Perry is a traumatized man, no question. But his trauma is negatively contributing to the racial trauma of the nation and giving respectable Black men, like myself, more barriers to breakdown and more reasons to not be trusted.

So for the sake of everything Black in the world, somebody get this man a counselor — or get him the hell away from screenwriting.

Issa Rae’s web show has over 12.1 million views on YouTube, and over 91,000 subscribers. “J” navigates through life as an awkward Black woman facing issues of body image, race, love, work, sex and culture. She’s real, flawed, eccentric, introverted, damn hilarious, and demands sympathy and empathy with her internalized narration.

In a world free of Western society’s image culture (a world I daydream about 30 times a day), that alone would warrant a series, a pilot or at least a one-time TV special. But, despite its online success and established fan base, “Awkward Black Girl” will never grace the silver screen. Not because it wouldn’t be successful, or because it’s not written in an appropriate format for television, but because it offers an image of young Black people that white CEOs don’t understand, and have no interest in portraying.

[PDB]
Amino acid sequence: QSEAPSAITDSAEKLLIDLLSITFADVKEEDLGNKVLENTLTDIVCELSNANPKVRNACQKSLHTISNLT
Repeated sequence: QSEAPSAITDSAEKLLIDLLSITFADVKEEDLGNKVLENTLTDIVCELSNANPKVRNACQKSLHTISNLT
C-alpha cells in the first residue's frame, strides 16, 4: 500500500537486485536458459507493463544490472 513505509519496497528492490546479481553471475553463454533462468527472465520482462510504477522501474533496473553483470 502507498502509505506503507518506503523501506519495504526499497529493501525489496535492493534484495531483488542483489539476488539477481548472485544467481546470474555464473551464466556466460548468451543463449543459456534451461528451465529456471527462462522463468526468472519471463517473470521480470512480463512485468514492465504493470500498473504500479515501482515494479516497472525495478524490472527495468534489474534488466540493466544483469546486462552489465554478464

So how could Issa Rae change her show so that CEOs could enjoy it and, in turn, want it to be on their TV? I’ve compiled a list of easy fixes to “Awkward Black Girl” that would make it more “marketable.”

More fights: One of the biggest issues with J is her passive nature. She’s so nice, so soft spoken, and  she stores her frustrations internally. She obviously didn’t get the memo; Black women are aggressive, violent and threatening. CEOs aren’t really comfortable running a calm, smart Black woman who’s daily life reflects those of many people of all races — They can just get a white woman to have that kind of show. A Black woman’s place on TV is to be so barbaric — so bestial — that she brings down the entire race, and fails to relate to anybody with a brain in their head. If Rae wants to get “Awkward Black Girl” on TV, she with her should be modeling her show after “,” or “.” Angry women of color clambering for men and behaving uncivilly.

Oh, and for good measure, she should change the title to “The Misadventures of Angry Black Girl.” They’ll love that shit.

Make the main character’s skin tone lighter; give her European-looking hair: What was Rae thinking when she chose to be the main character? Doesn’t she know that the protagonist of a show must always meet the European standards of beauty? Rae should go out and find a fair-skinned woman with a weave to play her character. Rae’s hair is too short and natural, skin is too dark and body too curvaceous for white people to relate to her image. She’s gotta be as close to white as possible, because it’s more comforting to viewers when they know a woman is (or looks) half-white.